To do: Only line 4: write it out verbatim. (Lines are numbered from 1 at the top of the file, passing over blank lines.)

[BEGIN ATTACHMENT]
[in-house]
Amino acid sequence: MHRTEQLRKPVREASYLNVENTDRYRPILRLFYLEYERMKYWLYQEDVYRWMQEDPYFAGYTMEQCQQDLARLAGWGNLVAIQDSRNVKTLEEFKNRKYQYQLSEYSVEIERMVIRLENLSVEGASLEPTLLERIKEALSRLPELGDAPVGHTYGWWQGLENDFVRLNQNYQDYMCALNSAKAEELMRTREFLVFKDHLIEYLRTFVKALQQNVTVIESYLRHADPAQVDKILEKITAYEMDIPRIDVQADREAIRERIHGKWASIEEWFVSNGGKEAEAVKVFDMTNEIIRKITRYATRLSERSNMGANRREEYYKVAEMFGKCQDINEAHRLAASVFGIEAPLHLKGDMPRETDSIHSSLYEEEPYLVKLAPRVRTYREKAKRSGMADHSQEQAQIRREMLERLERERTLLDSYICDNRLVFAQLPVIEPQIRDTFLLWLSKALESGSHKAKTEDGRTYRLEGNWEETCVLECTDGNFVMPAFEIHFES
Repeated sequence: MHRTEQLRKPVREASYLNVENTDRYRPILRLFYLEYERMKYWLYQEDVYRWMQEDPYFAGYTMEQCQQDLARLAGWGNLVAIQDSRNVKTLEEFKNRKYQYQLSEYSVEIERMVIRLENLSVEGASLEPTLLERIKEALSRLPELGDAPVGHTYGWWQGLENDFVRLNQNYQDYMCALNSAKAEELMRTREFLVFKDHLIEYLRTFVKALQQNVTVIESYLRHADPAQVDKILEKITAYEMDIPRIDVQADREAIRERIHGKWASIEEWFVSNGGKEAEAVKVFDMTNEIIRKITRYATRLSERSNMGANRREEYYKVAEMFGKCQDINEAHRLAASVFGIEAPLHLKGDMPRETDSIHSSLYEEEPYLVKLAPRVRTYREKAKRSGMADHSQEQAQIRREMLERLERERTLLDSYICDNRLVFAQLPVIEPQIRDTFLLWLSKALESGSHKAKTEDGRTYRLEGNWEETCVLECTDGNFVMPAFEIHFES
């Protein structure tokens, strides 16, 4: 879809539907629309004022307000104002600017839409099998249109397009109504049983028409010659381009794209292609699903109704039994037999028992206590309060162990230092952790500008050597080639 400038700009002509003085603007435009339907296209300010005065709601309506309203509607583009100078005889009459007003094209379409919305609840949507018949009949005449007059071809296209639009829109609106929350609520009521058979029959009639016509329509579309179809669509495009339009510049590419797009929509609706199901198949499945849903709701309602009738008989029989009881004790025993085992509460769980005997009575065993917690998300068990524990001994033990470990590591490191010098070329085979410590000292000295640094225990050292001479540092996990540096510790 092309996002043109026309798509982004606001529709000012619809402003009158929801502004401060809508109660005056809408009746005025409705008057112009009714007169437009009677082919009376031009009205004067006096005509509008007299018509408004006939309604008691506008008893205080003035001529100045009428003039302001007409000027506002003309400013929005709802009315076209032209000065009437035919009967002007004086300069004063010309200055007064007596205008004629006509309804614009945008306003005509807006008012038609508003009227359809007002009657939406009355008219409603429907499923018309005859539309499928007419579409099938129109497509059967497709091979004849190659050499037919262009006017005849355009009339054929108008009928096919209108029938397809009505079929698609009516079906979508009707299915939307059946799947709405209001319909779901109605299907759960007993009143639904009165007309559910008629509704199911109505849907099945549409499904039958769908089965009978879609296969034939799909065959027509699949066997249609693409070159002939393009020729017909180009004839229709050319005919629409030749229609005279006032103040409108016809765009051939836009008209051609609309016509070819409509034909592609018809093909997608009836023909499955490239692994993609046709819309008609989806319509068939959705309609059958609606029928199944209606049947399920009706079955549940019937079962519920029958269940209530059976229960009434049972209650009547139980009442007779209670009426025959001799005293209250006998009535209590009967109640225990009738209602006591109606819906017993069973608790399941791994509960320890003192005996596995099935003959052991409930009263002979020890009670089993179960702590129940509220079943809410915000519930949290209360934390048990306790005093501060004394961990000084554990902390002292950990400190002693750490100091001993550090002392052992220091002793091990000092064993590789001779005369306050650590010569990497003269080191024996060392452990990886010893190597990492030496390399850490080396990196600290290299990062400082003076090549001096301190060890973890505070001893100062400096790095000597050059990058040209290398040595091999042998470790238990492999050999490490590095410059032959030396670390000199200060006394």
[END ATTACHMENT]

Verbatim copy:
């Protein structure tokens, strides 16, 4: 879809539907629309004022307000104002600017839409099998249109397009109504049983028409010659381009794209292609699903109704039994037999028992206590309060162990230092952790500008050597080639 400038700009002509003085603007435009339907296209300010005065709601309506309203509607583009100078005889009459007003094209379409919305609840949507018949009949005449007059071809296209639009829109609106929350609520009521058979029959009639016509329509579309179809669509495009339009510049590419797009929509609706199901198949499945849903709701309602009738008989029989009881004790025993085992509460769980005997009575065993917690998300068990524990001994033990470990590591490191010098070329085979410590000292000295640094225990050292001479540092996990540096510790 092309996002043109026309798509982004606001529709000012619809402003009158929801502004401060809508109660005056809408009746005025409705008057112009009714007169437009009677082919009376031009009205004067006096005509509008007299018509408004006939309604008691506008008893205080003035001529100045009428003039302001007409000027506002003309400013929005709802009315076209032209000065009437035919009967002007004086300069004063010309200055007064007596205008004629006509309804614009945008306003005509807006008012038609508003009227359809007002009657939406009355008219409603429907499923018309005859539309499928007419579409099938129109497509059967497709091979004849190659050499037919262009006017005849355009009339054929108008009928096919209108029938397809009505079929698609009516079906979508009707299915939307059946799947709405209001319909779901109605299907759960007993009143639904009165007309559910008629509704199911109505849907099945549409499904039958769908089965009978879609296969034939799909065959027509699949066997249609693409070159002939393009020729017909180009004839229709050319005919629409030749229609005279006032103040409108016809765009051939836009008209051609609309016509070819409509034909592609018809093909997608009836023909499955490239692994993609046709819309008609989806319509068939959705309609059958609606029928199944209606049947399920009706079955549940019937079962519920029958269940209530059976229960009434049972209650009547139980009442007779209670009426025959001799005293209250006998009535209590009967109640225990009738209602006591109606819906017993069973608790399941791994509960320890003192005996596995099935003959052991409930009263002979020890009670089993179960702590129940509220079943809410915000519930949290209360934390048990306790005093501060004394961990000084554990902390002292950990400190002693750490100091001993550090002392052992220091002793091990000092064993590789001779005369306050650590010569990497003269080191024996060392452990990886010893190597990492030496390399850490080396990196600290290299990062400082003076090549001096301190060890973890505070001893100062400096790095000597050059990058040209290398040595091999042998470790238990492999050999490490590095410059032959030396670390000199200060006394």